Martin: Well I am pleased for the guy here is this twenty seven year old guy who has had mild depression for years who has suffered from tiredness and he is dragging his poor little tush around the world in just a fog and then all of a sudden he has some energy.

Scott: Yeah it is miraculous.

Martin: Yeah well to him it will seem like that the sunrise in the middle of the night anyway go on.

Scott: So my sinuses are improved but I suppose it will take time for my body to heal itself. After you considered the symptoms I described you diagnosed me.

Martin: I didn’t diagnose him I offer reading material.

Scott: Yeah as soon as I said that I knew it was wrong.

Martin: It is so funny that he comes to the conclusion when I specifically educated him on the topic. We offer no medical advice here. The only thing we offer is nutritional consult where we say these foods that we suggest to you might improve your general well being.

Scott: So after you considered the symptoms I described you pointed me in the direction of Candida and I will tell you about another symptom I have had for as long as I can remember just in case it sheds any light on the root cause of my problems I constantly have phlegm in the back of my throat and constantly have to clear my throat. Every time I swallow it feels like I am swallowing a long strand of phlegm and so I am just wondering if this is a condition of Candida over growth or is it an infection of some sort. Martin from listening to your podcast and sharing in your frustration with the medical establishment’s inability and lack of curiosity to solve the root cause of the problems in their patients I think you will appreciate an aspect about Toyota. One of their key focuses is solving the root cause of their problems they will shut down an entire product line with five hundred workers in order to solve the root cause of a problem. They teach their employees from day one that a problem isn’t solved until the root cause is solved. Here is an example of how they teach their employees to get to the root problem using the five Y’s. So the problem is my car will not start, one why, the battery is dead, so that is the first why so ask why again why is the battery dead. The alternator is not working okay so that is your second why so the third why is why is it not functioning, the alternator belt has broken, okay well why was the belt broken. The belt was well beyond its useful service life and had never been replaced so that was why it was broken. So the fifth why is, why I have not been maintaining my car according to the recommended service schedule so that is the root cause. So they haven’t been maintaining it so that is kind of how it goes.

Martin: This is just perfect I mean if you went into your doctor’s office the first why, the battery is dead as in I am feeling tired would be well I am feeling tired and have you tried coffee? Stimulants right they give you stimulants well maybe we will get you some speed or some amphetamines they really give them pep into whatever. I am coming up with some beautiful alliteration that I shouldn’t say. Anyway or something like I have a headache so what they would do is say aspirin works.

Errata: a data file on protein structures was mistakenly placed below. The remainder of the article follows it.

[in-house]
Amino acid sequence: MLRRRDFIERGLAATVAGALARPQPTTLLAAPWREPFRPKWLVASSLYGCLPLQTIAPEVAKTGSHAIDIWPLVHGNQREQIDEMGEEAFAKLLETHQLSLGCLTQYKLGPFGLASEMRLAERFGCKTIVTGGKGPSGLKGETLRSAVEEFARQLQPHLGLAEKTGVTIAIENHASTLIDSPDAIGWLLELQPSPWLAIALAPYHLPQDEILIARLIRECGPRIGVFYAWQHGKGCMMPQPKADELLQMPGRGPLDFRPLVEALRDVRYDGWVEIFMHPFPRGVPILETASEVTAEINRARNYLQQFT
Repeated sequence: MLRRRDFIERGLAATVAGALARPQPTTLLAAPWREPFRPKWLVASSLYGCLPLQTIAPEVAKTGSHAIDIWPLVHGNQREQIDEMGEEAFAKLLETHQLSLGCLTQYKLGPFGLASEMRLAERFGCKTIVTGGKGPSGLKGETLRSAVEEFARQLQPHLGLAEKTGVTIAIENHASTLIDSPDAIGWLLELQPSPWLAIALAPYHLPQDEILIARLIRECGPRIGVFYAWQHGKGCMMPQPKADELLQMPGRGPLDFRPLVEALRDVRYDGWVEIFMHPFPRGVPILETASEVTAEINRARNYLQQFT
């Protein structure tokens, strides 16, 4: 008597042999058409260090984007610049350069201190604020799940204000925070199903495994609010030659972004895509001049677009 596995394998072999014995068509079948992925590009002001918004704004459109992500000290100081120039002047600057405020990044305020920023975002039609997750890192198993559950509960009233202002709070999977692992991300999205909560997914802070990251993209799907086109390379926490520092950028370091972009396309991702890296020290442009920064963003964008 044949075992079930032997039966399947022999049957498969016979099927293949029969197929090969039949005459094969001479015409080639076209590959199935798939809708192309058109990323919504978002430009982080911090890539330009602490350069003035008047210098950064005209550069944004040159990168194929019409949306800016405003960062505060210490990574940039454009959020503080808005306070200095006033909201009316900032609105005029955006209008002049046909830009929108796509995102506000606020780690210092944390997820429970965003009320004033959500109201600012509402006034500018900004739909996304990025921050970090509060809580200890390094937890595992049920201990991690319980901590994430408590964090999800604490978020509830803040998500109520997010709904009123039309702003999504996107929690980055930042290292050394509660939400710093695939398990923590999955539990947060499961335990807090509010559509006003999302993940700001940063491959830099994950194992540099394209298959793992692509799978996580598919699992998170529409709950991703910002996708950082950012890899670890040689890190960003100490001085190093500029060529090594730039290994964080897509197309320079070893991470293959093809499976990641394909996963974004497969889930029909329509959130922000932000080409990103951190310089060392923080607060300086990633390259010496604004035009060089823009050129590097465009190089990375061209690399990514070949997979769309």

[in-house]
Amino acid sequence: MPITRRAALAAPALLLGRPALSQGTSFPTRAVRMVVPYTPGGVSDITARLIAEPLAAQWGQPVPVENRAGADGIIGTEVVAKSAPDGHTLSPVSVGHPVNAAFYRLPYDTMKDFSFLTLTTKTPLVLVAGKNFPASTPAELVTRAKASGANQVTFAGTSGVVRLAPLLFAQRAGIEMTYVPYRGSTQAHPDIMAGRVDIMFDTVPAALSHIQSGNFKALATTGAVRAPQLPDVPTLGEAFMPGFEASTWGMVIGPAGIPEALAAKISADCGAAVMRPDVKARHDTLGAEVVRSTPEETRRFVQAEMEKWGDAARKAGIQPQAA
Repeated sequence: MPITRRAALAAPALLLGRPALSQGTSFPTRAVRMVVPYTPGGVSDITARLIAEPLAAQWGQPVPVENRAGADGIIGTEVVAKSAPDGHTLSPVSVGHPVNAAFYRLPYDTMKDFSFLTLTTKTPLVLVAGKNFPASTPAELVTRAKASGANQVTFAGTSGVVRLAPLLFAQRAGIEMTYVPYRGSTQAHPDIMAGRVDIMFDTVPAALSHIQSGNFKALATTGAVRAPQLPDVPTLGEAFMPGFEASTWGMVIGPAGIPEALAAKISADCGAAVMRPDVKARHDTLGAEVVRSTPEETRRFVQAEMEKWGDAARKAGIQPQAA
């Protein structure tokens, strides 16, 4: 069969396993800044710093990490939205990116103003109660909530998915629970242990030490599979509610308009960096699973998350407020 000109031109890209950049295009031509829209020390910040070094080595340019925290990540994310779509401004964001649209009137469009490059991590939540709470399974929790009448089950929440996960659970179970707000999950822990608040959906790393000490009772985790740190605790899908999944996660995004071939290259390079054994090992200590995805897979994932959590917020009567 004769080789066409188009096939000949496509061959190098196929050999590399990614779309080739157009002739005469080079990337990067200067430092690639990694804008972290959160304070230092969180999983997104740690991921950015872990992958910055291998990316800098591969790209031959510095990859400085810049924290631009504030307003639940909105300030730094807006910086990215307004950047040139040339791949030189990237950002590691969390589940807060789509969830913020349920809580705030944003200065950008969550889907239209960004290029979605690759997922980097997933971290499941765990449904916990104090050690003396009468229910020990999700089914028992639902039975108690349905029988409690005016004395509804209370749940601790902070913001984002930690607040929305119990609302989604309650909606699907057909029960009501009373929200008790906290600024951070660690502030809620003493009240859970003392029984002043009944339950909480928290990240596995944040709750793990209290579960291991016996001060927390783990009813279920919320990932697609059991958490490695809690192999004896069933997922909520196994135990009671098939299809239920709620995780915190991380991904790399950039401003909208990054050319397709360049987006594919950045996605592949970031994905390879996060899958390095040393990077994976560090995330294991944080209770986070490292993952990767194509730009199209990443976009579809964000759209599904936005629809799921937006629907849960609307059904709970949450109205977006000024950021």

Scott: Yeah that’s right take the aspirin.

Martin: So the point here is we disconnect the signaling instead of asking why is there a headache?

Scott: Right take this and it will get rid of your headache and the symptom and of course the headache that you don’t feel now but whatever is going on is still going on.

Martin: Right and of course in that situation you end up replacing the battery because after all the battery is dead right.

Scott: Yeah we know the battery is dead that is the problem.

Martin: But the tactical thinking person will say the battery is dead, replace the battery.

Scott: And that of course is what happens a little while later you have another dead battery. Oops gee I guess we better put another battery in there.

Martin: Right that is how you end up with a hip replacement operation instead of the prevention of inflammation twenty years earlier. So anyway I wrote back to him because I found it totally amusing that he would bring up Toyota so here is what I wrote. Number one thank you for your feedback and number two I am glad to see that it is helping and number three I really appreciate your Toyota bit it is actually a perfect illustration for strategic thinking versus tactical thinking to wit general motors’ had the ED one on the road in 1996 and they scrapped it in favor of the Hummer. Toyota at that same time started developing the Prius.

Scott: They started developing it.

Martin: Yeah GM had a four year start on them but they scrapped it and now the scrap heap of history.

Scott: Yeah billions of dollars in bailouts and all those people could be making a ton of income and sales and jobs if they had just gone down the right path it’s just funny eh.

Martin: Well the point is the strategic versus tactical thinking in tactical thinking you don’t look too far past your nose and when you start thinking strategic you are thinking where am I going and why am I going there and what am I going to get when I get there. Whereas in tactical thinking let’s just get rid of this, the price of gas is fine, the rumors that some day we will run out of the fossil fuels is nonsense and all of these environmentalist we can just thump them. So anyway what would we do in this direction tactical versus strategic thinking when it comes to our health?